On the forth day we talked about what each pig put on the pile in order.  In this way we are retelling the story in order.  The children have practiced using a lot of the vocabulary already.





On the last day I concentrated on asking the children questions about the story.  It's important to practice answering questions that require more than a "yes/no" answer.  I tried to include some fringe vocabulary that would lend itself to questions.  The response sheet is made up of yes/no questions so that we practice both.

I hope you enjoy this book as much as I have.

This unit will be on sale for 1/2 price for the next couple of days.  


 You can also get another 28% by shopping at Tpt's sale on Feb 7&8.  Don't forget to use your code.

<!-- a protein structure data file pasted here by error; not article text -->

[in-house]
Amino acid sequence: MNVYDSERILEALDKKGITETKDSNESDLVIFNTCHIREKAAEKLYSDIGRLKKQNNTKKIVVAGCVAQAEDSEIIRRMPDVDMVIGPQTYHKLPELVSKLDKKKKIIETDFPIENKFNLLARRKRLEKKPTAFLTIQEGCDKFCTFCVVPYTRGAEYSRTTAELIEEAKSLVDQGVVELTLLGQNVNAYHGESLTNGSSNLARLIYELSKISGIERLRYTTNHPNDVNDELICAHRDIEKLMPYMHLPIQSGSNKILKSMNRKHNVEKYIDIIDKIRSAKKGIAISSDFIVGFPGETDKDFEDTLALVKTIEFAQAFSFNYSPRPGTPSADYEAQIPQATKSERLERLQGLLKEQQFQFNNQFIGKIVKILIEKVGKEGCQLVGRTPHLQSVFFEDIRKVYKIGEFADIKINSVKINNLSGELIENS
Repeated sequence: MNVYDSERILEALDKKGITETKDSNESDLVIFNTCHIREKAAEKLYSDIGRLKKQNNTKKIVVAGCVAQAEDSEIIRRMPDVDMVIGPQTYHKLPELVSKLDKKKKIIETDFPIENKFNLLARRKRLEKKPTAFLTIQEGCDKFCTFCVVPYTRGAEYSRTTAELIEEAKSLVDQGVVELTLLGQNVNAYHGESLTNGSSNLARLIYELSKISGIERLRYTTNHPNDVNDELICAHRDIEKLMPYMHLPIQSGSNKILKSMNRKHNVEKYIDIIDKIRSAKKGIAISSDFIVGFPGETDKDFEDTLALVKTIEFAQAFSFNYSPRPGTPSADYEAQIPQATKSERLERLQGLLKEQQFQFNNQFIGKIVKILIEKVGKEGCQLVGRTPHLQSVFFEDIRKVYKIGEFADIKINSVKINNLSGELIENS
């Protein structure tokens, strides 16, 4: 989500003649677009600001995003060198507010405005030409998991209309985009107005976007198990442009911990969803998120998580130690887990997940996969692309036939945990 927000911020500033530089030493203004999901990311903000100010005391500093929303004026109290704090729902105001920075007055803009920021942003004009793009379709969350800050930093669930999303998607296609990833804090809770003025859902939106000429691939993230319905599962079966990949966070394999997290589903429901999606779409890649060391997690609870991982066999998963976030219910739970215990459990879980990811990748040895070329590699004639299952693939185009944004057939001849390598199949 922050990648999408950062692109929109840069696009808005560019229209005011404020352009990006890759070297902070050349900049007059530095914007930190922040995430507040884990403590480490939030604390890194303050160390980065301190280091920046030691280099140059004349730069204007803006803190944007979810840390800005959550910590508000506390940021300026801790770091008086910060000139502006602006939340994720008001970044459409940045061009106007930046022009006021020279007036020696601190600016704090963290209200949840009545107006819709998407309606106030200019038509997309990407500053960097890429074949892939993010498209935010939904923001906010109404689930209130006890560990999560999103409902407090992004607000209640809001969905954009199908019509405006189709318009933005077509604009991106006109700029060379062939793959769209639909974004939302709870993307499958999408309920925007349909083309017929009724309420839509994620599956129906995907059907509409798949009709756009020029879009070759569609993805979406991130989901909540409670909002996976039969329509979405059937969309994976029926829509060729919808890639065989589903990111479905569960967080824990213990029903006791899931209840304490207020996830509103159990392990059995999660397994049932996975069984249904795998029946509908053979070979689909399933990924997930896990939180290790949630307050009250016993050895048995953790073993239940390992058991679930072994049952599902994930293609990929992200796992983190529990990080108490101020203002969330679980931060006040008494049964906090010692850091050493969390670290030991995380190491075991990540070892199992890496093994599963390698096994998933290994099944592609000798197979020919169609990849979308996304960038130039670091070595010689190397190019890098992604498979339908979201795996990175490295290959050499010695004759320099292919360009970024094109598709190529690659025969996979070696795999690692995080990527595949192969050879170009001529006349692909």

Tuesday, December 27, 2016

Snowflake Calendar Numbers

Merry Christmas everyone.  
I hope you are having a wonderful holiday. 

I thought I would end the year with a little freebie for you to start the New Year.


Besides using these numbers on your calendar, you can put them in your math work stations.  Have the children put the numbers in the right order.  There is also an AABB pattern.  Can the children predict the next colour?




If you make two copies of the numbers, you can play a matching game.  Use the numbers the children need to work on.


You can grab this freebie by clicking on the picture below.


Friday, December 2, 2016

How to make Christmas Trees





I love these Christmas trees.  They are so easy to make, require very little skills and are fun to do.  They also allow for a lot of artistic expression.  Children can decorate them with anything you have on hand.  String, stickers, sparkles, glitter, beads, sequins etc.  Put out a variety of items and see what they do.








Sunday, November 27, 2016